There was a time when kids could get yelled at for playing too many video games, and that time may as well be considered ancient history with the explosion of professional gaming. We’ve seen major TV networks start to cover eSports and colleges even begin to offer scholarships for gaming. And now we have one of the youngest professional eSports athletes, as 8-year-old Fornite expert Joseph Deen signed a contract with Team 33.
We know a thing or two about gaming, well, our community does at least. The Dad Gaming is one of the best (or the very best, according to us) gaming communities around. And eSports is definitely becoming much more legitimate. Still, it’s a little wild to see a third-grader become a professional athlete.
JUST IN: Pro esports team, Team 33, has signed 8-year-old Joseph Deen to a $33,000 signing bonus. Joseph has been training with the team’s Fortnite group since he was six. pic.twitter.com/nv1AgY1N1j
— Darren Rovell (@darrenrovell) December 3, 2020
Deen has been training with the team on Fortnite since he was 6 years old, and the player known as 33 Gosu is officially one of the youngest players ever to sign with a pro team. For his efforts, he got a $33,000 signing bonus and will be getting a $5,000 professional gaming setup.
In a press release, Deen called it a “dream come true.”
“While many other teams didn’t take me seriously due to my young age, Team 33 scouted me through Fortnite games and let me train and learn with them daily. I couldn’t be happier today to become an official member of the team,” he said.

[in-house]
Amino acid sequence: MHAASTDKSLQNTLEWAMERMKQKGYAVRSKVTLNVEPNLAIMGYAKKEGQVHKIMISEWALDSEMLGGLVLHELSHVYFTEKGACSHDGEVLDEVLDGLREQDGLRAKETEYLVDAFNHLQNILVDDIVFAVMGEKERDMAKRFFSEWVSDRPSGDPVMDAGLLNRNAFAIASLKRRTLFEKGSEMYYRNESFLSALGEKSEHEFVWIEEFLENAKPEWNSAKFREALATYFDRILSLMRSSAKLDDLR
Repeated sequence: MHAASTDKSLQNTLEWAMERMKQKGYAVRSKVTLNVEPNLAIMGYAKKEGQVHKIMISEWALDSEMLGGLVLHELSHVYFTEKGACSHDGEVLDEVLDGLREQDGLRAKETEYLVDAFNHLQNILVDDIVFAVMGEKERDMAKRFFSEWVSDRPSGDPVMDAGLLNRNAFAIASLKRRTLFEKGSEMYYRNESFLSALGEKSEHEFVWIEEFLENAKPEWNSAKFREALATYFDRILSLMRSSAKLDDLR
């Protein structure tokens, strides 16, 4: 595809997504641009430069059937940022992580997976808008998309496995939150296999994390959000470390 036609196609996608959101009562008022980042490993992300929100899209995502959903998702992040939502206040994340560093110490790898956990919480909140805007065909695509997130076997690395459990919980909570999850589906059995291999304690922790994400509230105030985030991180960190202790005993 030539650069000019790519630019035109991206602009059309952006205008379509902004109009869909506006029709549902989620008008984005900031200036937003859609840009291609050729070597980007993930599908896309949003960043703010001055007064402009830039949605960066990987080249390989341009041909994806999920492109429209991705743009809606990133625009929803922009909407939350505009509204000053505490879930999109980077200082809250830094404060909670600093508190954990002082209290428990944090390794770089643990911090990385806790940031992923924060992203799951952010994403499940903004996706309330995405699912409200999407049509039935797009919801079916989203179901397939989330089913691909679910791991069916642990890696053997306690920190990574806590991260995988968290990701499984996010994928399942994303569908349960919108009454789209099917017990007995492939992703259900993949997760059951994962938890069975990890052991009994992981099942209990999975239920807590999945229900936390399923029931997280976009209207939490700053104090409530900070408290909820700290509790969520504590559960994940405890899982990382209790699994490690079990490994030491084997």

One of the founders of Team 33, Tyler Gallagher, said they are beyond excited to have him on the exclusive roster.
“We have secretly been scouting talent for our roster and games over the last few years and are proud to officially sign Joseph,” he said in a press release. “We made it a point to train him over the past few years because young gamers are the future, and we want to start training them early….it has now finally all paid off and is a momentous day for all of us.”
My kids have been playing games FOR FREE like suckers for years, and now it’s time to start holding them accountable at the bottom line. Sure, my kids did bring in some sales $$ this year through a lemonade stand (definitely hurt by the pandemic), but they gotta up their game apparently to reach their true potential.